Sunday, April 13, 2008

Struggling to cope with costs of autism

Sun April 13, 2008
Struggling to cope with costs of autism
By Michael McNutt Oklahoman Capitol Bureau

Bob and Liza Greve say they're like many parents with autistic children.

They find ways to cut expenses to pay monthly behavioral and medical treatment bills of $3,500 to $5,000 for their 5-year-old son, Gabe. ..."And we borrow money,” Bob Greve said.

The Edmond couple and other parents had hoped last week to talk about their burdens to a House committee. But twice in as many weeks, Rep. Ron Peterson, R-Broken Arrow, the committee chairman, refused to allow them to speak, although others were allowed to speak on other bills.

A measure that would have required insurance companies to cover treatment costs for autism failed to be heard by a House committee by Thursday's deadline.

Wayne Rohde, who has tried for two years to get a bill passed, said an amendment requiring autism coverage has been attached to at least one bill awaiting action in the Senate.

Rohde had been scheduled to meet with House Speaker Chris Benge late last week to talk about what happened during Peterson's meeting and on possible ways to get legislation that requires autism treatment coverage passed. Benge, R-Tulsa, canceled the meeting because of a conflict, his spokeswoman said.

Rohde's 10-year-old son, Nick, has autism. A bill that would require insurance companies to cover autism treatment has been dubbed "Nick's law.”

Bob Greve said the cost of health insurance provided by his company is about $500 a month, but his son's treatment isn't covered.

"These children that can't get these treatments and can't afford the therapies, they won't be functioning adults,” said Vincent Hart, the father of twin 4-year-olds, Aidan and Sean, who have autism. "They won't be able to hold down a job. They won't be able to complete an education. They're going to be wards of the state and they're going to cost the taxpayers a great deal more money for the help they're going to need as nonfunctioning adults than if we help these children who desperately need the help now.”

Hart, of Norman, said he and his wife, Eimile, feel blessed they can afford treatment for their sons. "I just feel so sorry because I know how we struggle with the costs, just the strain that it brings to a family,” he said. "Autism just sucks all the air out of the room.”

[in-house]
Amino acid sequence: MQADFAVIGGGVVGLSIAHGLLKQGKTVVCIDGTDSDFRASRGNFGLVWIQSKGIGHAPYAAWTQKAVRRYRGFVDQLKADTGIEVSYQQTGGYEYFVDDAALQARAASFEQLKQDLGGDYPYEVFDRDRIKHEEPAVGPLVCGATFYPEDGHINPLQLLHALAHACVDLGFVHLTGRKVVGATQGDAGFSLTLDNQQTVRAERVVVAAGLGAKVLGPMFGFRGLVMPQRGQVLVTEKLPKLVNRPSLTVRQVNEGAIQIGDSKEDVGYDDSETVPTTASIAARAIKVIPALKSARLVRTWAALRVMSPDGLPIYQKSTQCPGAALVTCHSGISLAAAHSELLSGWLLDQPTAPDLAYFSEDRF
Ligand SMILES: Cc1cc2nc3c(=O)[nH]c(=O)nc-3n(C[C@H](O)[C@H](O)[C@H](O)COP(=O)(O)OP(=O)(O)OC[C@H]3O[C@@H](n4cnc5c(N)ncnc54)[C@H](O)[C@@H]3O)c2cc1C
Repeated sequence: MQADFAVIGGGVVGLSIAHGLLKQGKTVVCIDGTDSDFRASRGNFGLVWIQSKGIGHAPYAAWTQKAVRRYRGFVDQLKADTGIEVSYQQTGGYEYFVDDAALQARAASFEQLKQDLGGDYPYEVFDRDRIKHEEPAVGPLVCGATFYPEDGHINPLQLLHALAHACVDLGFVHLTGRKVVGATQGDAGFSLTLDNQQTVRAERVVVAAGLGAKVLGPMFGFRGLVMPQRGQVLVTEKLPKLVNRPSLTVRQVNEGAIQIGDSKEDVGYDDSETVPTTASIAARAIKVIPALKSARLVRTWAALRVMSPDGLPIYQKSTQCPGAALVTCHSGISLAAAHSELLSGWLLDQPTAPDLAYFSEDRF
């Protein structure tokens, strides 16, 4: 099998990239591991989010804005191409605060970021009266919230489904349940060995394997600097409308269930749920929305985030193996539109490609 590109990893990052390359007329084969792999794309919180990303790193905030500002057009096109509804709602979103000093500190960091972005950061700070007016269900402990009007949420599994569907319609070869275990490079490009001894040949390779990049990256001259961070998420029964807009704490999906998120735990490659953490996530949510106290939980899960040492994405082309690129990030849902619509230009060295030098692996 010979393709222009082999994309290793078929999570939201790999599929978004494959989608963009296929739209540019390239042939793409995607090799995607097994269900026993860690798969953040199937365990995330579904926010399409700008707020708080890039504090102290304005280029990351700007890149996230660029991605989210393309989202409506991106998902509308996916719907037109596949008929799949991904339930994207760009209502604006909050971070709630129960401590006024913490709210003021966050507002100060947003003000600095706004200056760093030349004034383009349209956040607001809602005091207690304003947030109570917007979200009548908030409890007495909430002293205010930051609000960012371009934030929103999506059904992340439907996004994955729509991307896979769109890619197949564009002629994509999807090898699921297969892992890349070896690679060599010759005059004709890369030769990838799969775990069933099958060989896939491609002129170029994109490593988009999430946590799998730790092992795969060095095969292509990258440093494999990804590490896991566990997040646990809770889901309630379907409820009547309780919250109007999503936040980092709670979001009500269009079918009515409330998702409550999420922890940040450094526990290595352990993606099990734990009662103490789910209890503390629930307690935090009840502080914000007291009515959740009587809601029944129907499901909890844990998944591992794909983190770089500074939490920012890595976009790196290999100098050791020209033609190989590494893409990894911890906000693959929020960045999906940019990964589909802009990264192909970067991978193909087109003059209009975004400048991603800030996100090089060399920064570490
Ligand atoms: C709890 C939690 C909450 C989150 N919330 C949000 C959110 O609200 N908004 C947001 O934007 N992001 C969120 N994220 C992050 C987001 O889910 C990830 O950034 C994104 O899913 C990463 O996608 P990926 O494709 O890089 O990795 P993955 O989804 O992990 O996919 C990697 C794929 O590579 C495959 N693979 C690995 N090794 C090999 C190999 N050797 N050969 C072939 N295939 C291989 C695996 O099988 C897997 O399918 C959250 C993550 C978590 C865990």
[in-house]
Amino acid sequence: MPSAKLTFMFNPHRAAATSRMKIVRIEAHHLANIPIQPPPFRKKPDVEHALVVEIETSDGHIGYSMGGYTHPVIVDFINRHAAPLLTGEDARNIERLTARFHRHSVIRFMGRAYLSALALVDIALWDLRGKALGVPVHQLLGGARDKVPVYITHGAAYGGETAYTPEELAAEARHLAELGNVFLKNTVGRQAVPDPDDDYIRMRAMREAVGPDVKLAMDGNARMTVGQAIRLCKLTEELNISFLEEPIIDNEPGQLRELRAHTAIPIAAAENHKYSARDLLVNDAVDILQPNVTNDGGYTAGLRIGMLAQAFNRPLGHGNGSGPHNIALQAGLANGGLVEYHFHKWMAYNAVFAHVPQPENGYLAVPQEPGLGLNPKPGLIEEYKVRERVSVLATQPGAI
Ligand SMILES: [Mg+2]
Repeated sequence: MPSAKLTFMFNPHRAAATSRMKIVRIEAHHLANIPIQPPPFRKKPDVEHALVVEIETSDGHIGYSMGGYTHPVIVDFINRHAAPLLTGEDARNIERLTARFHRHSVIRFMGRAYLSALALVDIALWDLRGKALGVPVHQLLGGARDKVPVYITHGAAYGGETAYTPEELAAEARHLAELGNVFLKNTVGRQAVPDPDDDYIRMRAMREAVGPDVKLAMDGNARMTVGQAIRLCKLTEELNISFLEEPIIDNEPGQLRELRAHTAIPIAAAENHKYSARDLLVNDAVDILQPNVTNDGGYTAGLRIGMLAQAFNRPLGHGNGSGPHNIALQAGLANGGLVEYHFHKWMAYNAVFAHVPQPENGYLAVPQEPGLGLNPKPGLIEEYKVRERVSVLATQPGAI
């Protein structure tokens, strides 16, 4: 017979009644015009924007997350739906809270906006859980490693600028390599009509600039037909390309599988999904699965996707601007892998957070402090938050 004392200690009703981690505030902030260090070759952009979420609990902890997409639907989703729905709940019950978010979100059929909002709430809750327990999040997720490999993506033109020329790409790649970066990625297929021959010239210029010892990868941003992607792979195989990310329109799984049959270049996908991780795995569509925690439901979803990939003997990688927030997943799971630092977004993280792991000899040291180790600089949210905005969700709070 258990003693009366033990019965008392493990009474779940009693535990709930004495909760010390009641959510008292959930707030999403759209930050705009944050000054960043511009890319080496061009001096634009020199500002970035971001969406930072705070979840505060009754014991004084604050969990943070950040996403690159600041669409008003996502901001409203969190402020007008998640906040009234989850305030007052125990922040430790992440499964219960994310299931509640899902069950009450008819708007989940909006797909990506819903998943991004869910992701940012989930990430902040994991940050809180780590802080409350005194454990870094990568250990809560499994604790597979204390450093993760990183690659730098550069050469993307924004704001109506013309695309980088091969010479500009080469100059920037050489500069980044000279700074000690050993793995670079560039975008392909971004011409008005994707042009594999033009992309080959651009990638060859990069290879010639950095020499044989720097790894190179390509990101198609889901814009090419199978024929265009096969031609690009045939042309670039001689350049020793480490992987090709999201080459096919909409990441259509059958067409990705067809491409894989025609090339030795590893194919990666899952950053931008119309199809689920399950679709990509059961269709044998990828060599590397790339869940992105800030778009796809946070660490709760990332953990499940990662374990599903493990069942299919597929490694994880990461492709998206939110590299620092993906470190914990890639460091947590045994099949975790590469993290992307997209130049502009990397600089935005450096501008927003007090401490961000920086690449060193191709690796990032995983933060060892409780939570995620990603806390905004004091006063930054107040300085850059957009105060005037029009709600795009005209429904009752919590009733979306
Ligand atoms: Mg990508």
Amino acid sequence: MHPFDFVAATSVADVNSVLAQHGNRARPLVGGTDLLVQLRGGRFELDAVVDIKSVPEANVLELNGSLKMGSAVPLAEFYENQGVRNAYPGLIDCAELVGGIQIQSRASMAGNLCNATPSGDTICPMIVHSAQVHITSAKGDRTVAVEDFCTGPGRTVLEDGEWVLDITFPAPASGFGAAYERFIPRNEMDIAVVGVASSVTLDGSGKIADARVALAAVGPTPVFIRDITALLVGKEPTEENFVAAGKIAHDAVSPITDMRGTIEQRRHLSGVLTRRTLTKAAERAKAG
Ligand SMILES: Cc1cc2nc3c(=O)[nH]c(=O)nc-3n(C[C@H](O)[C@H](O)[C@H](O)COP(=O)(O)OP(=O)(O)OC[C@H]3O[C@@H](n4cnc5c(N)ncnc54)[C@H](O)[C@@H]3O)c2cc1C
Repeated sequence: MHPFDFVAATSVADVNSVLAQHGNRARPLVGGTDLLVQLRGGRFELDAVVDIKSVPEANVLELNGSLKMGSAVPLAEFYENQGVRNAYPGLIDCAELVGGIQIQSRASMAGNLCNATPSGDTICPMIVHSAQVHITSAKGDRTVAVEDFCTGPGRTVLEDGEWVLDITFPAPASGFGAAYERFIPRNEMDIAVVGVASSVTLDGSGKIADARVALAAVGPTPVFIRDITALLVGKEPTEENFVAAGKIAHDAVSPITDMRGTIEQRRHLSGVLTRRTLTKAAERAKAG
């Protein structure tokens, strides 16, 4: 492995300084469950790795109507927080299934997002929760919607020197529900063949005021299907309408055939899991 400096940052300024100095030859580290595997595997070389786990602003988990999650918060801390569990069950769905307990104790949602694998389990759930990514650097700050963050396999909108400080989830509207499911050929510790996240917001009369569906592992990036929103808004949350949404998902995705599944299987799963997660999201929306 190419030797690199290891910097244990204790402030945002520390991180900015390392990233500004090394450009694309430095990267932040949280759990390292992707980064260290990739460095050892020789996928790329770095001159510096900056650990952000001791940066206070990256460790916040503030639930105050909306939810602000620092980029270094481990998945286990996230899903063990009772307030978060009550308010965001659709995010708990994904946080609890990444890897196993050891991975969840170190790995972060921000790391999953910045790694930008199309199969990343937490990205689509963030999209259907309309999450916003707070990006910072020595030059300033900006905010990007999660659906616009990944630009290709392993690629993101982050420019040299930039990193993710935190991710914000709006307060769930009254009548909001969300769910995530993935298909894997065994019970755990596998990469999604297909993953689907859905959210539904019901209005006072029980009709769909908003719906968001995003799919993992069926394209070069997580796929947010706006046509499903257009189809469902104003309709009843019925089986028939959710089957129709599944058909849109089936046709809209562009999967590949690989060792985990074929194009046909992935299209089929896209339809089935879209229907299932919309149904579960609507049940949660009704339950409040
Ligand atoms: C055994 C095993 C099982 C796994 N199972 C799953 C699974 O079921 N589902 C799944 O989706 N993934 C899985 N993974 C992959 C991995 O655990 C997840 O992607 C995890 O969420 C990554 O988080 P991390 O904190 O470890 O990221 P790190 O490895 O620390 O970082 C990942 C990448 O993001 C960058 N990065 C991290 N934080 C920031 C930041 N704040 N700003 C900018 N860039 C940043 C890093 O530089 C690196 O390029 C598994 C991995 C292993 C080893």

The Greves said medical intervention has helped Gabe sleep through the night. Therapy is helping him learn to speak and to use the bathroom, they said.

"Our children are not throw-away kids,” Liza Greve said. "The intervention, the money that goes to our children is going to help them. They are going to help all of us as taxpayers. There are stories all over the nation and world of children actually losing their autism diagnosis after years and years of therapy and consistent medical treatment.”
Bob Greve said generous parents are helping them with the treatment costs. "We've downsized our home,” Liza Greve said. "We drive old cars. We don't take vacations. We don't eat out.” And they borrow money. "I don't know how much longer we can,” he said.

More than 30 parents gathered at the state Capitol each of the past two weeks to appeal to legislators to advance a measure that would require insurance companies to pay autism costs.
They weren't given the chance.

Sen. Jay Paul Gumm, D-Durant, the author of Nick's law legislation, had attached the measure as an amendment to several bills, hoping they would get heard in House committees.
Peterson, chairman of the House Economic Development and Financial Services Committee, blocked the amendments from being heard and also used procedural moves to prevent amendments with similar language from being discussed in his committee.

Peterson also did not allow parents to speak, although he had accepted and asked for public comment on all other bills during the two meetings parents and supporters of the autism measure showed up for. Peterson said he's concerned mandates increase the cost of insurance and make insurance less affordable for Oklahomans. Adding coverage of autism treatment to state-offered insurance policies would cost about $6 million annually, according to a fiscal analyst.

"I'm not against any specific mandate, I'm against mandates in general,” Peterson said. "It's my assertion that these are very difficult bills to deal with. They're highly emotional.”
Peterson has authored House Bill 3111, which would place restrictions on new health insurance mandates. The bill is intended to take a closer look at the cost of insurance mandates in an attempt to reduce the price of health insurance, which could offset price increases for Oklahoma policy holders.

"This health care is a difficult issue and solutions are going to have to be based on personal responsibility and consumerism being injected more into the system than it is now,” he said. "Otherwise we're going to end up with socialized health care and that's, I think, the track we're on right now.”

His measure did not get heard by a Senate committee, and he's been hesitant to hear any bills that would require insurance companies to provide additional coverage. Bob Greve said he found the way Peterson treated him and other parents baffling. "The fact that parents have to defend inclusion; what would seem like more the natural thing to occur would be for insurance companies to be up here defending exclusion,” he said.

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